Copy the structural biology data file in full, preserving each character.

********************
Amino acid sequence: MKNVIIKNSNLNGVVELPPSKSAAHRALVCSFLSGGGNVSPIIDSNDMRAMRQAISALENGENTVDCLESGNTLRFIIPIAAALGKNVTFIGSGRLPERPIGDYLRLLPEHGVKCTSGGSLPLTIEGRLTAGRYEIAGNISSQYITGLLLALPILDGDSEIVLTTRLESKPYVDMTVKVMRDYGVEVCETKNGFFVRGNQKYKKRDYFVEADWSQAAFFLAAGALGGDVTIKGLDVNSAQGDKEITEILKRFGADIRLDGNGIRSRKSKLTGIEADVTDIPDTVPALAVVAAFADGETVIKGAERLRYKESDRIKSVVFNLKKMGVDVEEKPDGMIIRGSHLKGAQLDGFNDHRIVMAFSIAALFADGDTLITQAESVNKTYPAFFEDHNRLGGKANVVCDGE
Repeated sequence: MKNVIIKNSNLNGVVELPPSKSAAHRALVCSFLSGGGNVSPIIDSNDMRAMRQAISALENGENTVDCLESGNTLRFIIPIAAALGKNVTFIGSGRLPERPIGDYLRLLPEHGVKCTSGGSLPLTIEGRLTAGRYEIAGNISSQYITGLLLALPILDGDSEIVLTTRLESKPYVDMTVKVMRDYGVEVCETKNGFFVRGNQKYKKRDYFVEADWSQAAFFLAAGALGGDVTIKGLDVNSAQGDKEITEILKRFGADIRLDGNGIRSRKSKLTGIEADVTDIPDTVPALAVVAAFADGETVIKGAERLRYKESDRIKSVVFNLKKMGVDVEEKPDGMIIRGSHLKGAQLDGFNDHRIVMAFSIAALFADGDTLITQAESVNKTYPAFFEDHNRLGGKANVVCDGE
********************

Amino acid sequence: MKNVIIKNSNLNGVVELPPSKSAAHRALVCSFLSGGGNVSPIIDSNDMRAMRQAISALENGENTVDCLESGNTLRFIIPIAAALGKNVTFIGSGRLPERPIGDYLRLLPEHGVKCTSGGSLPLTIEGRLTAGRYEIAGNISSQYITGLLLALPILDGDSEIVLTTRLESKPYVDMTVKVMRDYGVEVCETKNGFFVRGNQKYKKRDYFVEADWSQAAFFLAAGALGGDVTIKGLDVNSAQGDKEITEILKRFGADIRLDGNGIRSRKSKLTGIEADVTDIPDTVPALAVVAAFADGETVIKGAERLRYKESDRIKSVVFNLKKMGVDVEEKPDGMIIRGSHLKGAQLDGFNDHRIVMAFSIAALFADGDTLITQAESVNKTYPAFFEDHNRLGGKANVVCDGE
Repeated sequence: MKNVIIKNSNLNGVVELPPSKSAAHRALVCSFLSGGGNVSPIIDSNDMRAMRQAISALENGENTVDCLESGNTLRFIIPIAAALGKNVTFIGSGRLPERPIGDYLRLLPEHGVKCTSGGSLPLTIEGRLTAGRYEIAGNISSQYITGLLLALPILDGDSEIVLTTRLESKPYVDMTVKVMRDYGVEVCETKNGFFVRGNQKYKKRDYFVEADWSQAAFFLAAGALGGDVTIKGLDVNSAQGDKEITEILKRFGADIRLDGNGIRSRKSKLTGIEADVTDIPDTVPALAVVAAFADGETVIKGAERLRYKESDRIKSVVFNLKKMGVDVEEKPDGMIIRGSHLKGAQLDGFNDHRIVMAFSIAALFADGDTLITQAESVNKTYPAFFEDHNRLGGKANVVCDGE